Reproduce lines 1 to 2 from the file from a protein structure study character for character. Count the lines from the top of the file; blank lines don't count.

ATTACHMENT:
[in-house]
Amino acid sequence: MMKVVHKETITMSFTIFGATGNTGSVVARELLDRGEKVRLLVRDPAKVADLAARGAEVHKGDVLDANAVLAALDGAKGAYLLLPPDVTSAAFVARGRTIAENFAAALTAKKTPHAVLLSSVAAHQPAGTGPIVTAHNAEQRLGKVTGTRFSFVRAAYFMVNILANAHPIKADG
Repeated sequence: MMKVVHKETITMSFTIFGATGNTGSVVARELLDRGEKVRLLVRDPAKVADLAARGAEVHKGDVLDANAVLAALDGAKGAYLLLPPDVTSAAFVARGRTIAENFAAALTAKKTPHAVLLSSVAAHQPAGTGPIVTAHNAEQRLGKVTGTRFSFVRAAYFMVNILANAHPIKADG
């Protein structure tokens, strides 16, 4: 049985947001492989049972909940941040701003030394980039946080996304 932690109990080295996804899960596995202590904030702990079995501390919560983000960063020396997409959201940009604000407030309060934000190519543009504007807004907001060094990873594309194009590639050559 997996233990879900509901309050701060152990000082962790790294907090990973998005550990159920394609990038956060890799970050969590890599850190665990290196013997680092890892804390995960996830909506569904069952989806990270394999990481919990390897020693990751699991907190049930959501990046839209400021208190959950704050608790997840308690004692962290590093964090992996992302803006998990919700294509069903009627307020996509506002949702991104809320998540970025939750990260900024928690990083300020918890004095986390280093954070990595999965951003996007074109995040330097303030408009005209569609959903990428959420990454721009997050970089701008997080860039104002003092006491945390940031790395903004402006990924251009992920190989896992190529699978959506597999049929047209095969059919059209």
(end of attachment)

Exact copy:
[in-house]
Amino acid sequence: MMKVVHKETITMSFTIFGATGNTGSVVARELLDRGEKVRLLVRDPAKVADLAARGAEVHKGDVLDANAVLAALDGAKGAYLLLPPDVTSAAFVARGRTIAENFAAALTAKKTPHAVLLSSVAAHQPAGTGPIVTAHNAEQRLGKVTGTRFSFVRAAYFMVNILANAHPIKADG